We all might have times of sadness, or even depression, but for some older adults, depression is often undiagnosed, misdiagnosed and/or untreated. This is not a small problem, as depression in the elderly can have very serious consequences.
Depressed older adults may describe physical complaints, such as increased aches and pains, headaches, weakness and, commonly, trouble sleeping. Increases in anxiety, irritability, withdrawal and a decrease in attention to appearance are also common signs.
Gary Moak, president of the American Association for Geriatric Psychiatry and a professor at the University of Massachusetts Medical School says, "as many as 40 percent of stroke victims will develop depression, because many [strokes] occur in an area of the brain that's closely related to the processing and management of emotions."
Overall, about one in five people age 65 and older has depression, according to Moak. Older adults commit 20 percent of all suicides, while representing only 13 percent of the population.
What do we have here locally to address this situation? Fortunately, the Rogue Valley Council of Governments (RVCOG) has adopted a program called PEARLS (Program to Encourage Active Rewarding LiveS) specifically targeting people 55 years and older, to meet these challenges in their lives.
Here’s what I learned from Susan Jay Rounds, PEARLS coordinator.
1. What problem does this program address and why was it developed?
PEARLS was designed to address the most common mental health problem among older adults — depression — specifically minor depression and dysthymia (a mild but long-term, chronic form of depression). In older adults and individuals with chronic illnesses, depression may also lead to worsening of physical symptoms, difficulty following medical treatment or practicing self-care activities, increased hospital visits and poorer health overall. Treatments such as PEARLS can have a positive impact on improving a person’s quality of life.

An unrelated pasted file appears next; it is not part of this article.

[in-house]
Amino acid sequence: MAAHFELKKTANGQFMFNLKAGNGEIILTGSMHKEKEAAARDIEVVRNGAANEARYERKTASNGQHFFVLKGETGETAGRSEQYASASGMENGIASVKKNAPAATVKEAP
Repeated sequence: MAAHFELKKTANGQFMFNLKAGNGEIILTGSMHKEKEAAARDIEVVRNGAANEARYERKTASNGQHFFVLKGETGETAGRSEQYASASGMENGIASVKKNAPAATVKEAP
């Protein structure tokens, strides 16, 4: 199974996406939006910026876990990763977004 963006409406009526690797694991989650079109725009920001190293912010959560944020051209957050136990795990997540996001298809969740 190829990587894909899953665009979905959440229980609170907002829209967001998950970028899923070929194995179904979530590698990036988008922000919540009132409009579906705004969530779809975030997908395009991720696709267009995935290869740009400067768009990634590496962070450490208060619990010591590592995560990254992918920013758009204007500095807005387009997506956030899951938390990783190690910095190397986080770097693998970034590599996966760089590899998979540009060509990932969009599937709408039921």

2. How was this program developed to help older adults?
The PEARLS program was developed by researchers at the Health Promotion Research Center (HPRC) at the University of Washington. In a random, controlled study conducted by HPRC researchers between 1999 to 2003, seniors participating in the PEARLS program were three times as likely to experience a decrease in depressive symptoms and an increase in accomplishments and hope as those not in the PEARLS program. PEARLS is a free program offered by Senior and Disabilities Services.
3. How is this program structured?
The program involves meeting for six to eight sessions with a PEARLS counselor in the participant’s home for about one hour. PEARLS teaches people how to recognize the symptoms of depression and learn a practical, empowering seven-step method to solve problems associated with their depression. Participants learn how to break problems down into smaller, bite-size pieces. Another core PEARLS principle is that pleasant and physical activities decrease depressive symptoms. In each session, participants are encouraged to engage in those activities that fit their situation. Meeting with a PEARLS counselor is like having a problem-solving buddy and activities coach.
4. Who is eligible for this program?
Adults age 55 and older who have minor depression and dysthymia are eligible. PEARLS is also effective with older adults experiencing major depression, if they are also taking anti-depressants. Each person referred to the program receives a PEARLS screening to determine if the program would be beneficial. If PEARLS is not a good fit, the coordinator will refer the person to other appropriate resources, including mental health and community programs.
For more information, contact Susan Jay Rounds, PEARLS coordinator, at 541-423-1363 or email email@example.com. As the PEARLS coordinator, she manages all aspects of the program, including providing screenings, in-home counseling sessions, outreach to community partners, referrals to appropriate resources and demographic and program data reports.
There is every reason to avail yourself of this no-cost, in-home counseling program, in order to learn skills that improve your quality of life. As its handout states, “PEARLS helps create active, rewarding lives for seniors with minor depression.” This is a goal within everyone’s reach now.
Ellen Waldman is a certified Aging Life Care Professional. Email questions about aging and Ashland-area aging resources and column suggestions to her at firstname.lastname@example.org.